13. Keep all options on the table so that none of you feel trapped, and have your child participate in the discussions and decisions. Be honest about your own needs and restrictions so that they can be a true partner in the negotiations, and because your needs are just as important.
14. One of the most powerful gifts you can give your child is a sense of agency – the feeling that they have some control over their lives. School can be a difficult place to develop this, but it isn’t impossible. It may help to reframe, again, to help your child ask their teacher for specific things and for you to spend as much time as you can at the school. Work in the canteen, provide reading help, volunteer to help the teacher in class, be a part of the P&C… having a special someone around the school often and seeing you navigate that environment with confidence and agency is a good way to help a child develop a sense of agency, or ownership, over their school environment. It will also help you understand what’s going on and what you might be able to do about it.
A sense of agency is one of the prerequisites for moral responsibility and mental well-being. Just knowing that they have meaningful choices over their life can be a great relief for a child who is struggling.
When stress is protective
Stress caused by events that we can control and do not feel overwhelmed or traumatised by, that happen rarely and where there is a specific, short-term end, is protective. In fact we need that kind of stress for our survival. Think of the adrenaline as we wait to step up on stage, take a make-or-break exam or run onto the field to play a grand final. Or the stress that keeps us awake until all hours finishing something for an important deadline.
The human brain and body has been designed to deal very effectively with, and act upon, short bursts of stress. We don’t need to be able to control the event entirely, but if we take some action to improve the situation then there is a good chance that ‘what doesn’t kill us will make us stronger’. Children will take action, and when they can’t find a positive action to take, they will either withdraw or try a negative action.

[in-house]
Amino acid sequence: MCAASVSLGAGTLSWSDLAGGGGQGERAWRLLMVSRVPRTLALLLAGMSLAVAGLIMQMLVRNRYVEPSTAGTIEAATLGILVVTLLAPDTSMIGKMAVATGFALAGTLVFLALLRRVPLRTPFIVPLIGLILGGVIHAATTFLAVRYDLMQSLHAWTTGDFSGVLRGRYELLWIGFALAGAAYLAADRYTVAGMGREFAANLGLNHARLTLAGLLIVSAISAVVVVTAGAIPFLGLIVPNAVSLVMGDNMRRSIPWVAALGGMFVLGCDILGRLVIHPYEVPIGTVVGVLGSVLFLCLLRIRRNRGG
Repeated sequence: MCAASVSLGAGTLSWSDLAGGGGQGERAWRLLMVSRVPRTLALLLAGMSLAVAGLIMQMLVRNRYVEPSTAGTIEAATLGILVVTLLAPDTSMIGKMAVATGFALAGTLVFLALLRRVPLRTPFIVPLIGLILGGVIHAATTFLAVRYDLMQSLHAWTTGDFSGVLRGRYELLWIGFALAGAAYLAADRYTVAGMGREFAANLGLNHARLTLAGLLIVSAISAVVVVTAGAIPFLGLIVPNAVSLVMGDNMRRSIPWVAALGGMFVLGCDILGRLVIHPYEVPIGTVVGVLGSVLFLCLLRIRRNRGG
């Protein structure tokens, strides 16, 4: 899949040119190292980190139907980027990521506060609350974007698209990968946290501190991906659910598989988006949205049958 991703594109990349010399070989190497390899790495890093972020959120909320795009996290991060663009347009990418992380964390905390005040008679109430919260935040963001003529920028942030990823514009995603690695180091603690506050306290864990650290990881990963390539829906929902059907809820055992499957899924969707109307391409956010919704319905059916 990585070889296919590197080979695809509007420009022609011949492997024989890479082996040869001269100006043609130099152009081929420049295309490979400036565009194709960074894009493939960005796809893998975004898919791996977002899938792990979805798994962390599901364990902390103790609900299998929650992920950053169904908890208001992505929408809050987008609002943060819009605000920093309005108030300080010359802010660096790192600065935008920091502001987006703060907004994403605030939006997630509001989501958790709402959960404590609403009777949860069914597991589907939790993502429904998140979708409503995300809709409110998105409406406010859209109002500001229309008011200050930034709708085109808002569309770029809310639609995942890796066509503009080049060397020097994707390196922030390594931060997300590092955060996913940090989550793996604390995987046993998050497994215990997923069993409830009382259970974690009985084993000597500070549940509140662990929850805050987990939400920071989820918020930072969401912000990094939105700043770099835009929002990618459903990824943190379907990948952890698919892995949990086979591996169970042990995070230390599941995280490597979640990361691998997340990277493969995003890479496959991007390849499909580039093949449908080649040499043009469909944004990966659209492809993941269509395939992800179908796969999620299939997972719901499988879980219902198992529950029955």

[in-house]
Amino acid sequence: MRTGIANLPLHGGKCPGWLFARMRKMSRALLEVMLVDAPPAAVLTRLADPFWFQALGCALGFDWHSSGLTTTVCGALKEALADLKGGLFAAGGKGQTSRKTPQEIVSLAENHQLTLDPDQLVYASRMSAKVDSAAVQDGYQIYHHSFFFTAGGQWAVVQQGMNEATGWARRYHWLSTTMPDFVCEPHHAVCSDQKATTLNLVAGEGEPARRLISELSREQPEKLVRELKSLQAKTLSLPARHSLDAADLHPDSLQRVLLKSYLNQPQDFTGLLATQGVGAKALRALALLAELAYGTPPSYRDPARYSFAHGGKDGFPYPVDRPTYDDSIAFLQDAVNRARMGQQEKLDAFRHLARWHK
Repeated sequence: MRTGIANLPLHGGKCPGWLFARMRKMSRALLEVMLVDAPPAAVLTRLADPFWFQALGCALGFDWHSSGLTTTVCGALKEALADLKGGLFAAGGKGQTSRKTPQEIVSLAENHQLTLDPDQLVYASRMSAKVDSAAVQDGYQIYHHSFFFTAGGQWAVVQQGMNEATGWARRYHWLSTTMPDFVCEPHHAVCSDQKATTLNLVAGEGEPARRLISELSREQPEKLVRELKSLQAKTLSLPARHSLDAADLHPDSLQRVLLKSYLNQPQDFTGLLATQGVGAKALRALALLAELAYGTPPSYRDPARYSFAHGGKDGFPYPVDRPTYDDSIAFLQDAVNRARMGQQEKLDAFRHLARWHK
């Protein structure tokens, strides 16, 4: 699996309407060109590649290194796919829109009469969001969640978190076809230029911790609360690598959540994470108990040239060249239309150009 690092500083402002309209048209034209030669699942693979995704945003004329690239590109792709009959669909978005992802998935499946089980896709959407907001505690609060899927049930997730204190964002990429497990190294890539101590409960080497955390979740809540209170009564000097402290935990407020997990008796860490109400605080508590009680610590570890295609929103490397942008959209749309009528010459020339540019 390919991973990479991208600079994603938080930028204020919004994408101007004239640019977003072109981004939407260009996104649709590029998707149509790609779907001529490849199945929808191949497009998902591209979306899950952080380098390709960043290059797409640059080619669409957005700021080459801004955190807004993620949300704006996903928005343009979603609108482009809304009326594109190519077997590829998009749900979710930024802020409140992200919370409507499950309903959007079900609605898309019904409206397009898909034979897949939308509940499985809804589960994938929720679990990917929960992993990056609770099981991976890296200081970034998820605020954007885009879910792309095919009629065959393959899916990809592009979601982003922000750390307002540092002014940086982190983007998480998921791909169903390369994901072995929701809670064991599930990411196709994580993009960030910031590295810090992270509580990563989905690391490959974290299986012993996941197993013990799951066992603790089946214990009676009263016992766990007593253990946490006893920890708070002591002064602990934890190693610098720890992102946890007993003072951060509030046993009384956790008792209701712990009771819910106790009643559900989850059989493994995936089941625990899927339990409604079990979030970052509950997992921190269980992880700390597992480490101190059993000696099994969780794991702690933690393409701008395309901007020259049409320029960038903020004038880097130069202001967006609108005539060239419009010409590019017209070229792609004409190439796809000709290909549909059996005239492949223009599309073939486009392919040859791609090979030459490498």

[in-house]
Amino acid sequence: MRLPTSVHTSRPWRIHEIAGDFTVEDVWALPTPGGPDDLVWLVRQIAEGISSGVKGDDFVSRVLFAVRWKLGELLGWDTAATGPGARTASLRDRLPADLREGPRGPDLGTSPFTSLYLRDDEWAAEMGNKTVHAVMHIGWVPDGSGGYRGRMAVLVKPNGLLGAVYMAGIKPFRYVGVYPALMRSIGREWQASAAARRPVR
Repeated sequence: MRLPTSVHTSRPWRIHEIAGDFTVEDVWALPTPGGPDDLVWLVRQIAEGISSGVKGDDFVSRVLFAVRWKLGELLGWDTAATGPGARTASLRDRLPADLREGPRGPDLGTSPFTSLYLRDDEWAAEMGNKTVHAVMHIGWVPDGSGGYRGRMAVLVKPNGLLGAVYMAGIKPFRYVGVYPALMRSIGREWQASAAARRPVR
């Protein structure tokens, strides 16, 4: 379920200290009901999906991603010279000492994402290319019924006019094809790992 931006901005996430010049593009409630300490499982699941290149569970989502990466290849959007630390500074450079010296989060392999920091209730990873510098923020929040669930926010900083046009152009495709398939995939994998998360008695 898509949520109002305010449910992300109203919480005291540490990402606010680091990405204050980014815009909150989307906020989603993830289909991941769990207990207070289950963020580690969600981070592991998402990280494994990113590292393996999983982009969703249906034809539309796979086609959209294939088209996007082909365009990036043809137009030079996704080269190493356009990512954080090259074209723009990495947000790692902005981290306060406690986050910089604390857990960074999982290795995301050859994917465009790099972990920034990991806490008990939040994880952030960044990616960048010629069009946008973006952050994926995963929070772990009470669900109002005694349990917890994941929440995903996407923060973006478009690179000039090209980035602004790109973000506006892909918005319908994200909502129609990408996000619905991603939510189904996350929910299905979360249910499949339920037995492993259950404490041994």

We are not well equipped to deal with chronic stress
Maybe that’s why we would prefer to go on rides at the fair and watch horror movies than sit in peak hour traffic getting late for work knowing that we were going to be unfashionably late for an important meeting?
This video of two young girls on a ride at the fair shows very clearly what happens to us when we experience events that are overwhelming and that we have no control over.
The girl on the right retains consciousness but is no longer ‘there’, then for a short moment the girl on the left does the same thing. This is a form of dissociation. It is unlikely to have any long term negative impact because they probably chose to go on the ride and they knew it would only last a few minutes, and when they reflected on their experience they likely framed it as a non-traumatic (if scary) event.
So now that you know how to spot destructive stress and protective stress, you can let the kids work their own way through the little knocks in life and step in to help with the real traumas.